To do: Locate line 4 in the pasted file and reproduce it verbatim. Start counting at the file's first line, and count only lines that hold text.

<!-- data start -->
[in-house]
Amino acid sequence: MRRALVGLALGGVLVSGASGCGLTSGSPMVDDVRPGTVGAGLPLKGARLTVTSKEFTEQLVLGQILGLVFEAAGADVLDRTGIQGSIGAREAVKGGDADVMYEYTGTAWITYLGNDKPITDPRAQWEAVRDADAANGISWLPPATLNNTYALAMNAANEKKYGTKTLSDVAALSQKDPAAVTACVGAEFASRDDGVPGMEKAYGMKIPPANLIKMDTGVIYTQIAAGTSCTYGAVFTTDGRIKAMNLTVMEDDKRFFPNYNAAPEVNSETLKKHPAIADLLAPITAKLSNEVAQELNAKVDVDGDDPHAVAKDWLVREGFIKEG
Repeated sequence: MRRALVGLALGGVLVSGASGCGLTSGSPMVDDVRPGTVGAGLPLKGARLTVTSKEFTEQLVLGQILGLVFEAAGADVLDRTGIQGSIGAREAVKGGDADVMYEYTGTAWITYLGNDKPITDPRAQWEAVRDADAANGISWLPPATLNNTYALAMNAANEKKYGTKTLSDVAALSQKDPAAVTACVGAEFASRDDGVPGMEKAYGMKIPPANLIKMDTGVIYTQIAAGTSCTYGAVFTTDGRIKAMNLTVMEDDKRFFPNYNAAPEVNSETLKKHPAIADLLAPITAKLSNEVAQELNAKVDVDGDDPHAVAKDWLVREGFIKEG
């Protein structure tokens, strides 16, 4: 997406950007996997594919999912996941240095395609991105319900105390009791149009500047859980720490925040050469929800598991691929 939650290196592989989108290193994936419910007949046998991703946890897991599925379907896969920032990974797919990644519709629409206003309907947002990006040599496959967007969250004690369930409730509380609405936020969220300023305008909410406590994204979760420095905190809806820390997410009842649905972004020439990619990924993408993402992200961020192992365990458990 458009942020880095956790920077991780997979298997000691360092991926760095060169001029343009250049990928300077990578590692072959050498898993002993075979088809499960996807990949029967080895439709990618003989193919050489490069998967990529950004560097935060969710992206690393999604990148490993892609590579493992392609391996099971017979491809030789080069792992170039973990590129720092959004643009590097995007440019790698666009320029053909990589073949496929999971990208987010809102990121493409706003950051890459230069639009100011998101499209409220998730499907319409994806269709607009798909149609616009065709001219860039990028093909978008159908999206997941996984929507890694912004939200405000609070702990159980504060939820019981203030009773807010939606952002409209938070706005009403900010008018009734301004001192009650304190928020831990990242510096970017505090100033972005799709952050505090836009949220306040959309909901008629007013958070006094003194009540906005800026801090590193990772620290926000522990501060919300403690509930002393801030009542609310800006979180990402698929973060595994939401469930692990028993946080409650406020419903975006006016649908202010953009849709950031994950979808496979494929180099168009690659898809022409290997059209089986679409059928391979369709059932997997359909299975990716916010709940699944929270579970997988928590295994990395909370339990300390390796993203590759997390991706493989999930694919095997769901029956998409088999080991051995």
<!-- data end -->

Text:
């Protein structure tokens, strides 16, 4: 997406950007996997594919999912996941240095395609991105319900105390009791149009500047859980720490925040050469929800598991691929 939650290196592989989108290193994936419910007949046998991703946890897991599925379907896969920032990974797919990644519709629409206003309907947002990006040599496959967007969250004690369930409730509380609405936020969220300023305008909410406590994204979760420095905190809806820390997410009842649905972004020439990619990924993408993402992200961020192992365990458990 458009942020880095956790920077991780997979298997000691360092991926760095060169001029343009250049990928300077990578590692072959050498898993002993075979088809499960996807990949029967080895439709990618003989193919050489490069998967990529950004560097935060969710992206690393999604990148490993892609590579493992392609391996099971017979491809030789080069792992170039973990590129720092959004643009590097995007440019790698666009320029053909990589073949496929999971990208987010809102990121493409706003950051890459230069639009100011998101499209409220998730499907319409994806269709607009798909149609616009065709001219860039990028093909978008159908999206997941996984929507890694912004939200405000609070702990159980504060939820019981203030009773807010939606952002409209938070706005009403900010008018009734301004001192009650304190928020831990990242510096970017505090100033972005799709952050505090836009949220306040959309909901008629007013958070006094003194009540906005800026801090590193990772620290926000522990501060919300403690509930002393801030009542609310800006979180990402698929973060595994939401469930692990028993946080409650406020419903975006006016649908202010953009849709950031994950979808496979494929180099168009690659898809022409290997059209089986679409059928391979369709059932997997359909299975990716916010709940699944929270579970997988928590295994990395909370339990300390390796993203590759997390991706493989999930694919095997769901029956998409088999080991051995």